The piece is in only one movement and takes around 12 minutes to perform. It is scored for four first violins, three second violins, two violas, two cellos and one double bass, even though it is clarified by Xenakis that it can also be performed by a larger string orchestra or ensemble. Aroura makes an extensive use of glissandos, jagged chords, sound clusters and other techniques exploited in avant-garde movements. The piece has a tempo of 𝅗𝅥 = 60 (which means two beats per second). The register of the piece ranges from a C1 (played by the double bass) to D8, played by one of the first violins. First and second violins rarely play unison, but each of the violinist has their own line. Xenakis uses graphic notation up to six times in the score, the first one being the opening of the composition.
In November 29, 1975, Elgar Howarth with the New Philharmonia Orchestra recorded the piece in Kingsway Hall, in London. The recording was released by Decca and Explore Records.
The Sonata in B minor, S.178, is a sonata for solo piano by Franz Liszt. It was completed in 1853 and published in 1854 with a dedication to Robert Schumann.
Liszt noted on the sonata’s manuscript that it was completed on February 2, 1853, but he had composed an earlier version by 1849. At this point in his life, Liszt’s career as a traveling virtuoso had almost entirely subsided, as he had been influenced towards leading the life of a composer rather than a performer by Carolyne zu Sayn-Wittgenstein almost five years earlier. Liszt’s life was established in Weimar and he was living a comfortable lifestyle, composing, and occasionally performing, entirely by choice rather than necessity.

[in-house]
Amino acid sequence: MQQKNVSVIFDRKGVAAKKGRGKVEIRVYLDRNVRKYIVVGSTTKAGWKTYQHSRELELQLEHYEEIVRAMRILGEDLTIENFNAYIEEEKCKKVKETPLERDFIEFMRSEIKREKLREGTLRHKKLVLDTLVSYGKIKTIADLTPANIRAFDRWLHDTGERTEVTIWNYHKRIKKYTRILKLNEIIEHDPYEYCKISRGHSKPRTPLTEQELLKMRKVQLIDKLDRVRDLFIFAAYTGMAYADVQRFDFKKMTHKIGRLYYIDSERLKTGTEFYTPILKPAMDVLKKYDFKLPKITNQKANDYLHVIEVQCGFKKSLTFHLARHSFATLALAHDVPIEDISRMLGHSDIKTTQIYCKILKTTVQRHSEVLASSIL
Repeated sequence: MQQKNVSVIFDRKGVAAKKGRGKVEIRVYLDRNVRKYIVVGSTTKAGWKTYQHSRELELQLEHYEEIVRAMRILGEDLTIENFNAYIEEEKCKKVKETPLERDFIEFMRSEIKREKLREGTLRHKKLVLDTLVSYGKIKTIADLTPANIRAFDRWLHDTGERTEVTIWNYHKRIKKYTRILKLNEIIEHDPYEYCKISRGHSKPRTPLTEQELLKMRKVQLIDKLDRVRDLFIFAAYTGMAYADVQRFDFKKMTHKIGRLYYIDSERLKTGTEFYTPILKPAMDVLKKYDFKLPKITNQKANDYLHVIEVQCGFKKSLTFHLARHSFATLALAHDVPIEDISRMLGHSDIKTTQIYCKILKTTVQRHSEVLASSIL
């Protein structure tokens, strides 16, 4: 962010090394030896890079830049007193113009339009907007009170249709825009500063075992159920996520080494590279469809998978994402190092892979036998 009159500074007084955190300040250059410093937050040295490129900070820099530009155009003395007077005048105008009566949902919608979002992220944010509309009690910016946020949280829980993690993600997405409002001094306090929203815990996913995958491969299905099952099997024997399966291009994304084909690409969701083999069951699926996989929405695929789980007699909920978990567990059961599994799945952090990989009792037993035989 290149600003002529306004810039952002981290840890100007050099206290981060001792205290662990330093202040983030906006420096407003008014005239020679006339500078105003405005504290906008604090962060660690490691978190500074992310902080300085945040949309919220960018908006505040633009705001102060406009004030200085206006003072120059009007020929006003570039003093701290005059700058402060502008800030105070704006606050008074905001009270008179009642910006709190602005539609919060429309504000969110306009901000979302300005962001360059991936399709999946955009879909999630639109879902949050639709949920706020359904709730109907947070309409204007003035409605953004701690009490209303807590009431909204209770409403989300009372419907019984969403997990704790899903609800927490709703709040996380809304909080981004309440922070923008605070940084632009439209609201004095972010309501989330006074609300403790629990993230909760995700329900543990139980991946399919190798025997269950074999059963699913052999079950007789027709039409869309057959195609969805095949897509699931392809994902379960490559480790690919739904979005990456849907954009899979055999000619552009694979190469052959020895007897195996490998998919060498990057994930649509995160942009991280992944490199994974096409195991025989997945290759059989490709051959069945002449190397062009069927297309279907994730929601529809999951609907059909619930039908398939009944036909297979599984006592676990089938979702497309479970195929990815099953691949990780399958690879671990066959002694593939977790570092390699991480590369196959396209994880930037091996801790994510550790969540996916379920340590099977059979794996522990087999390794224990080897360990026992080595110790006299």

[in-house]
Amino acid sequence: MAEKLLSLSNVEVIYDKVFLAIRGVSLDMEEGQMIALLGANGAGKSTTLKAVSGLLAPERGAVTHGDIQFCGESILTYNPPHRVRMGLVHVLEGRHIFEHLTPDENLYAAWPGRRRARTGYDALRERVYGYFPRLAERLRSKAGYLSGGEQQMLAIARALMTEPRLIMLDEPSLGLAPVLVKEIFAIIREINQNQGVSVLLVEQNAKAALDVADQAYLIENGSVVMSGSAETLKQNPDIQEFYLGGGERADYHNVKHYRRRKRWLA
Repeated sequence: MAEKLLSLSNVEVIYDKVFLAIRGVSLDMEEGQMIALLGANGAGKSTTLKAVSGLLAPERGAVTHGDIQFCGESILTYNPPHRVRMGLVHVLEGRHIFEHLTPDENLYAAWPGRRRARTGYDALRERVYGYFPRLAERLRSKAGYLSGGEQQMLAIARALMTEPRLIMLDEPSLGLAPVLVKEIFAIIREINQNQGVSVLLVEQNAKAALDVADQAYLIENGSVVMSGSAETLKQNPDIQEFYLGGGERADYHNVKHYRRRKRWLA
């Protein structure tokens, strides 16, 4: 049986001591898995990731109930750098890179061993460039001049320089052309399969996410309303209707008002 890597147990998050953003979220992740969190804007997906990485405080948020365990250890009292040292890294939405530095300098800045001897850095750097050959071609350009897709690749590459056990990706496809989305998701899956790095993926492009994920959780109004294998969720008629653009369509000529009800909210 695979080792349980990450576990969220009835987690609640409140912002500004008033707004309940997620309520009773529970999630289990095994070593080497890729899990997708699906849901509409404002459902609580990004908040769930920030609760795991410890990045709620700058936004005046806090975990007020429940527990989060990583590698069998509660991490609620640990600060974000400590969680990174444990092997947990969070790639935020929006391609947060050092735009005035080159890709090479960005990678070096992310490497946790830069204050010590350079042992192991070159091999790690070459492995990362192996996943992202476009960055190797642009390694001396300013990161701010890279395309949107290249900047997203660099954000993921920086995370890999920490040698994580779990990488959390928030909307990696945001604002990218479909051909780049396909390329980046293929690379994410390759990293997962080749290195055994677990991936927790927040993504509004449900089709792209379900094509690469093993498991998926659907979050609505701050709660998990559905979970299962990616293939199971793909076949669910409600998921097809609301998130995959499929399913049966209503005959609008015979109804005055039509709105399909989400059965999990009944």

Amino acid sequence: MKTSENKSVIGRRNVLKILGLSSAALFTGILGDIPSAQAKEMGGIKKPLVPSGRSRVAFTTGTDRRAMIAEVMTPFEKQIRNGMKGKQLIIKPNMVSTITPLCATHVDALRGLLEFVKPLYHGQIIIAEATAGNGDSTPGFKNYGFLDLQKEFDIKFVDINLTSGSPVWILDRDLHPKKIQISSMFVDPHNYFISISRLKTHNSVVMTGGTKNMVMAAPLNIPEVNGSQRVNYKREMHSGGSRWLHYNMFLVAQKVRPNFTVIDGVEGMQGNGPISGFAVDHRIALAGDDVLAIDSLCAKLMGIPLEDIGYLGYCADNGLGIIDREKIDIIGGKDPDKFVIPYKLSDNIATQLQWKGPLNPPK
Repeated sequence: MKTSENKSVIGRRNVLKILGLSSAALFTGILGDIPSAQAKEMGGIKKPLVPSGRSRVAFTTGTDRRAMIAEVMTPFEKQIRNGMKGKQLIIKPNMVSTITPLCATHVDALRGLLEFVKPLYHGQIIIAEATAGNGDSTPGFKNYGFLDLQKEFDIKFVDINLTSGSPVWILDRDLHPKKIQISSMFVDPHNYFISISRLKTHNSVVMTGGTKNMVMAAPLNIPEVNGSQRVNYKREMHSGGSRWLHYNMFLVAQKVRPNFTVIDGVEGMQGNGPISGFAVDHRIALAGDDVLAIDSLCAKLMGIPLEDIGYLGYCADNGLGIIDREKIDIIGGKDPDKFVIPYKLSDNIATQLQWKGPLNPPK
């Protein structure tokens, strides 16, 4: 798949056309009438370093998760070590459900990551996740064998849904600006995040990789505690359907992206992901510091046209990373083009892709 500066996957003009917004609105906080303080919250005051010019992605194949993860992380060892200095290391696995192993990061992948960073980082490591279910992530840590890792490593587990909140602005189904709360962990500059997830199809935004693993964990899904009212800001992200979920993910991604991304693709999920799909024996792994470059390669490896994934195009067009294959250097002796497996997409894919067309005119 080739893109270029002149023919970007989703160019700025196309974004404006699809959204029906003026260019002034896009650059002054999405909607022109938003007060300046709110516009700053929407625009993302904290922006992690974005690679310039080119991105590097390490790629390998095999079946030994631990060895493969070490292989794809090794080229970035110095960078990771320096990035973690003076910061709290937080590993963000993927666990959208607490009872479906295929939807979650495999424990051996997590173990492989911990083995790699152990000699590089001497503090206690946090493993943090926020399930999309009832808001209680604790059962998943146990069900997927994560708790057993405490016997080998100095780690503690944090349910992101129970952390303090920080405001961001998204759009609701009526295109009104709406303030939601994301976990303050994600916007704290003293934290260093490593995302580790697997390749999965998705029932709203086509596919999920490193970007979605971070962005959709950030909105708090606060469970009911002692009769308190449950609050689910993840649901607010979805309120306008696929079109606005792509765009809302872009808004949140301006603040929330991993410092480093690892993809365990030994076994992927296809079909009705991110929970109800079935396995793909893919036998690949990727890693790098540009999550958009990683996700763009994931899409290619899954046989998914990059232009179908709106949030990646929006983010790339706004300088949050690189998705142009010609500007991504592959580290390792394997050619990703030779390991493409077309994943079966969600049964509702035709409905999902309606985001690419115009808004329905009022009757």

The Sonata was dedicated to Robert Schumann, in return for Schumann’s dedication of his Fantasie in C major, Op. 17 (published 1839) to Liszt. A copy of the Sonata arrived at Schumann’s house in May 1854, after he had entered Endenich sanatorium. His wife Clara Schumann did not perform the Sonata; according to scholar Alan Walker she found it “merely a blind noise”.